Climbing Mount Kilimanjaro is a truly amazing feat. It requires you to dig deep both mentally and physically. And it also demands a decent commitment to get there – first to Tanzania, and then to the mountain itself. So if you’re one of the few to summit this epic mountain, you deserve a reward afterwards! Something in the area that lets you unwind and revel in your achievement. Fortunately there’s a range of great trips to add on to the back of a Kilimanjaro climb. And that’s what this blog post is all about: the best things to do after climbing Kilimanjaro. There’s going on a Tanzania safari to see the Big Five, chilling with a pretty drink on a beach in Zanzibar, or trekking through an ancient forest to see mountain gorillas in Uganda. Read on and we’ll help you find just the right post-Kilimanjaro R&R for you.
Three best things to do after climbing Kilimanjaro
Obviously there’s an almost endless list of things one can do after climbing Kilimanjaro, both within Tanzania and just beyond its borders. But we don’t think such a list is useful – what you really want is to know the very best options for nearby travel. With that in mind, we suggest the following three trips, each of which includes plenty of varied and world-class attractions:
A Tanzania safari is so much more than just a safari. For starters, Tanzania is home to the Serengeti. This is an ecosystem known around the world for its magnificent and extremely abundant large game and other wildlife. It also boasts the Ngorongoro Crater, an immense caldera (collapsed volcano) that’s become an amazing wildlife sanctuary. Among its many claims to fame, the crater boasts the largest concentration of lions anywhere in the world.
Speaking of lions, Tanzania is home to the Big Five. This is a big drawcard for international tourists. In case you’ve forgotten, the Big Five are elephants, lions, rhinos, leopards and buffaloes. It also has all the other greats you wish to see on African safari, like cheetahs, giraffes, hippos, warthogs, hyenas and jackals. And let’s not forget the fantastic birdlife! Tanzania has well over a thousand species of birds. This number includes eagles, vultures, ostriches and flamingoes, which are common sightings on safari.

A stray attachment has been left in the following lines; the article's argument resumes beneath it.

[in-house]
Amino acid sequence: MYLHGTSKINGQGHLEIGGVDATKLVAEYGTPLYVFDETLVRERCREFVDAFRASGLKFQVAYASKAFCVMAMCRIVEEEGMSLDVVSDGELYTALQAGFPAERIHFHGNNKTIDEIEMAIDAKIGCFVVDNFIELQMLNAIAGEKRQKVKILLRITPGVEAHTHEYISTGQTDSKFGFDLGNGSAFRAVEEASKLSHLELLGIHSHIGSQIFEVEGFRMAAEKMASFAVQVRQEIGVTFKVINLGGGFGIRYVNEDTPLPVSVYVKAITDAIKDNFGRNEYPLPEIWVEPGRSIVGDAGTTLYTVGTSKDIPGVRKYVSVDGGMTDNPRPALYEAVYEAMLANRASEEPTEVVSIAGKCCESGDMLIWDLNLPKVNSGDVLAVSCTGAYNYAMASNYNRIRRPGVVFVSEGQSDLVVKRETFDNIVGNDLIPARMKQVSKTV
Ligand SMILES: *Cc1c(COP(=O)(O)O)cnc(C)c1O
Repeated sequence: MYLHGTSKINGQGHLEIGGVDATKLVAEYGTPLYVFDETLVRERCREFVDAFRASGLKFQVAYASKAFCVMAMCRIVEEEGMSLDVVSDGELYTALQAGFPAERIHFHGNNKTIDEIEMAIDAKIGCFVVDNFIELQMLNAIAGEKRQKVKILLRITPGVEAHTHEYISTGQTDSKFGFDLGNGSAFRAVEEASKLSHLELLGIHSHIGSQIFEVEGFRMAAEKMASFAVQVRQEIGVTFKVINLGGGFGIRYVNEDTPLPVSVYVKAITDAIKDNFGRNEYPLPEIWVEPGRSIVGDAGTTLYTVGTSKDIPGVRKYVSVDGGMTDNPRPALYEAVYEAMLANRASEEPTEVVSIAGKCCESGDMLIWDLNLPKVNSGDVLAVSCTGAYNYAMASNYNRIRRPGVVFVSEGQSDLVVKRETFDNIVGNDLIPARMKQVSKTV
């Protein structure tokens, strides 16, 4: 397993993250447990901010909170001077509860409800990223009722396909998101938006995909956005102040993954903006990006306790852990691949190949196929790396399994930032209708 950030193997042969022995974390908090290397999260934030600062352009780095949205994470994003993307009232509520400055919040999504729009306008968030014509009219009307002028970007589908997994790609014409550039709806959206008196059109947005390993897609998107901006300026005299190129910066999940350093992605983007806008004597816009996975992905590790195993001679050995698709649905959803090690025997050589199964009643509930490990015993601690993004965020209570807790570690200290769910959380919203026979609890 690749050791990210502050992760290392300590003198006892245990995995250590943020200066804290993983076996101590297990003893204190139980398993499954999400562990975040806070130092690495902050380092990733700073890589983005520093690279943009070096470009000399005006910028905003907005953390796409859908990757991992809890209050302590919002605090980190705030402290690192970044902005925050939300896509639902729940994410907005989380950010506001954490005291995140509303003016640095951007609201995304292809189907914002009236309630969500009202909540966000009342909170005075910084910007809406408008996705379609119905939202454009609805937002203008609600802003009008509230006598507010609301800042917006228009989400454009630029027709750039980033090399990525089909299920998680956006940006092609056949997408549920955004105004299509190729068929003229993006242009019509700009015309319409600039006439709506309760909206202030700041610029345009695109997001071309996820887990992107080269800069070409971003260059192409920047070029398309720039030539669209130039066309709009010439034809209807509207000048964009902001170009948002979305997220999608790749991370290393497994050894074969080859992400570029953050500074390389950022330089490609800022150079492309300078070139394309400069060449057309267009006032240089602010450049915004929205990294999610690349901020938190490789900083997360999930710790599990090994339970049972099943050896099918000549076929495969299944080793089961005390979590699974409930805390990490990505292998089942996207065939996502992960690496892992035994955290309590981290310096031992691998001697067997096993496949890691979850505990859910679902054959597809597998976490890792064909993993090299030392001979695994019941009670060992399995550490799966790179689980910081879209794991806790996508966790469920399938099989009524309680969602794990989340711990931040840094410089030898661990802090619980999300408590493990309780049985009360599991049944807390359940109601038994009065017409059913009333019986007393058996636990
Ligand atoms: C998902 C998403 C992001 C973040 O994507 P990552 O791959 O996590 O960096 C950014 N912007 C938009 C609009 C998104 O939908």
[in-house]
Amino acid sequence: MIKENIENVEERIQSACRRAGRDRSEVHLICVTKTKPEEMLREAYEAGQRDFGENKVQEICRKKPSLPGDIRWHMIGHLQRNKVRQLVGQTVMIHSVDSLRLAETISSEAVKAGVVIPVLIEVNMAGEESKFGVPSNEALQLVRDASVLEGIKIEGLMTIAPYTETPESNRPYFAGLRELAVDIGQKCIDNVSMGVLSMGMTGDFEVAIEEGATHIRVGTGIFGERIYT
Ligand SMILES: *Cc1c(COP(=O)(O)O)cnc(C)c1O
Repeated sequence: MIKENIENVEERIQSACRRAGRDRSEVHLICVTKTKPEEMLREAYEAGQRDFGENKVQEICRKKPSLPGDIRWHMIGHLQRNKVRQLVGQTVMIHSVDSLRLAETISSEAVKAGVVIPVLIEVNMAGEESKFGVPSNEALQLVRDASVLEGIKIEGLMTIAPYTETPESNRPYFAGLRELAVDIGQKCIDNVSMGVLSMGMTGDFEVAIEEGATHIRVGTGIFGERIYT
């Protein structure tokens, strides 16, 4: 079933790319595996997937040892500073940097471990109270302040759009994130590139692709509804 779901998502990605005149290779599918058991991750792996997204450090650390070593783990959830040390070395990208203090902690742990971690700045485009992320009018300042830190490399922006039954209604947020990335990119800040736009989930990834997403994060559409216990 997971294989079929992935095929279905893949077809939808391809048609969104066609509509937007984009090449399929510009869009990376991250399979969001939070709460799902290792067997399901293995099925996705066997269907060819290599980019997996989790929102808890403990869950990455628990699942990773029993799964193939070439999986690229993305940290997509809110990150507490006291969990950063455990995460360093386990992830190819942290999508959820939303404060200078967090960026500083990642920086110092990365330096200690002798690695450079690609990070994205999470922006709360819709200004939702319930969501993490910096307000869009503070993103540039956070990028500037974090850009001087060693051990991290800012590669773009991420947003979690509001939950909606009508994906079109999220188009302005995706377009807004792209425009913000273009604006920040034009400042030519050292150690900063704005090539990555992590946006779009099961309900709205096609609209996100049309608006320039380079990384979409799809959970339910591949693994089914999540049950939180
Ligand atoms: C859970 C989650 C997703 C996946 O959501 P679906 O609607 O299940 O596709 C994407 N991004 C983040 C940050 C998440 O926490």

Tanzania is home to the Big Five: elephant, lion, leopard, buffalo and rhino.
The Great Migration
To add to all of this, have you ever heard of the Great Migration? This is an annual mass migration of literally millions of wild animals in northern Tanzania. The migration starts in the Ngorongoro Conservation Area, heads to the Serengeti National Park, and then moves to the Maasai Mara Reserve. Driven to find good grazing grounds, around 260 million zebra, 470,000 gazelles and 1.7 million (!) wildebeest take part in the Great Migration. To see animals move in such numbers across the plains of Tanzania is a truly mesmerising experience.
Follow Alice for a Tanzania safari
At Follow Alice we’ve put together the ultimate Tanzania safari for you! This is the perfect add-on to your Kilimanjaro climb as you don’t need to travel far to arrive on the doorstep of some of the best game reserves in the world. We’re talking Serengeti National Park, Lake Manyara and Ngorongoro Crater. Not only do you get to see the Big Five and more, but you do so in some of the most gorgeous surroundings, like a volcanic crater.
We haven’t forgotten that you doubtless also want to meet the locals and learn about their culture. The Maasai are a Nilotic people well known for their colourful traditional garments and ritualistic jumping dance. We’ll take you to meet members of a Maasai community and you can try your best to match the height of their impressive jumping!